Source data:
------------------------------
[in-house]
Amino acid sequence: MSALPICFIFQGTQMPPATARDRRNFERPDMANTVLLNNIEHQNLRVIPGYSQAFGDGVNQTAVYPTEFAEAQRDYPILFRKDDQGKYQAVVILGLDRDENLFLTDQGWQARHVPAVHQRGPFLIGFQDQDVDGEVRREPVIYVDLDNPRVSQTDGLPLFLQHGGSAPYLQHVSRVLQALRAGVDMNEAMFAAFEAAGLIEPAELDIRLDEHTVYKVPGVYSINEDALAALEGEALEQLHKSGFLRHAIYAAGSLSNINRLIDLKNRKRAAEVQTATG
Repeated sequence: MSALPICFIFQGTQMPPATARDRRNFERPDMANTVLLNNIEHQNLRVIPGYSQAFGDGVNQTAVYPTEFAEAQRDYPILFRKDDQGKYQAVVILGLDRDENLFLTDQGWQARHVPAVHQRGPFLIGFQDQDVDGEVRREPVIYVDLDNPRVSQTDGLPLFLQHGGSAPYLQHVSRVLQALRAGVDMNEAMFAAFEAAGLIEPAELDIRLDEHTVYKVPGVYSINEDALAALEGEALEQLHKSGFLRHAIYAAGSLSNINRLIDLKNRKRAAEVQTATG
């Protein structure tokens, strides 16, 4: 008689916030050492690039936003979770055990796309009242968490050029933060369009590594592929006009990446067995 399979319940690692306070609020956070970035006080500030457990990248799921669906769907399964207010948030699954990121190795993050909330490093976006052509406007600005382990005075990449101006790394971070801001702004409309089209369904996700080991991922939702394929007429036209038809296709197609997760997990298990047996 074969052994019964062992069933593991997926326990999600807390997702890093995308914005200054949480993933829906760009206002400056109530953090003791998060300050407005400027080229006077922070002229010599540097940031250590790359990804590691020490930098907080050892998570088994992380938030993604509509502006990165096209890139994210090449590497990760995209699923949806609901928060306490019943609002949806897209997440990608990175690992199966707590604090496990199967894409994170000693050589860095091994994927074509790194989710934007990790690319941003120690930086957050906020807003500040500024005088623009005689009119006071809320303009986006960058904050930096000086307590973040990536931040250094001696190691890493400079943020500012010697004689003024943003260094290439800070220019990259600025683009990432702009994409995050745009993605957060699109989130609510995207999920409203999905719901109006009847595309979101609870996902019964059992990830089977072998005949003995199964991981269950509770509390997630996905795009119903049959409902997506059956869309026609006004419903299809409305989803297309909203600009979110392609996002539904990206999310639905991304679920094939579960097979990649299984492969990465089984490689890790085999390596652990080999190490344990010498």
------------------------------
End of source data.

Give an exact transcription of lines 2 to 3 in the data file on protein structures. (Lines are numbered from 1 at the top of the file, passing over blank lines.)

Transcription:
Amino acid sequence: MSALPICFIFQGTQMPPATARDRRNFERPDMANTVLLNNIEHQNLRVIPGYSQAFGDGVNQTAVYPTEFAEAQRDYPILFRKDDQGKYQAVVILGLDRDENLFLTDQGWQARHVPAVHQRGPFLIGFQDQDVDGEVRREPVIYVDLDNPRVSQTDGLPLFLQHGGSAPYLQHVSRVLQALRAGVDMNEAMFAAFEAAGLIEPAELDIRLDEHTVYKVPGVYSINEDALAALEGEALEQLHKSGFLRHAIYAAGSLSNINRLIDLKNRKRAAEVQTATG
Repeated sequence: MSALPICFIFQGTQMPPATARDRRNFERPDMANTVLLNNIEHQNLRVIPGYSQAFGDGVNQTAVYPTEFAEAQRDYPILFRKDDQGKYQAVVILGLDRDENLFLTDQGWQARHVPAVHQRGPFLIGFQDQDVDGEVRREPVIYVDLDNPRVSQTDGLPLFLQHGGSAPYLQHVSRVLQALRAGVDMNEAMFAAFEAAGLIEPAELDIRLDEHTVYKVPGVYSINEDALAALEGEALEQLHKSGFLRHAIYAAGSLSNINRLIDLKNRKRAAEVQTATG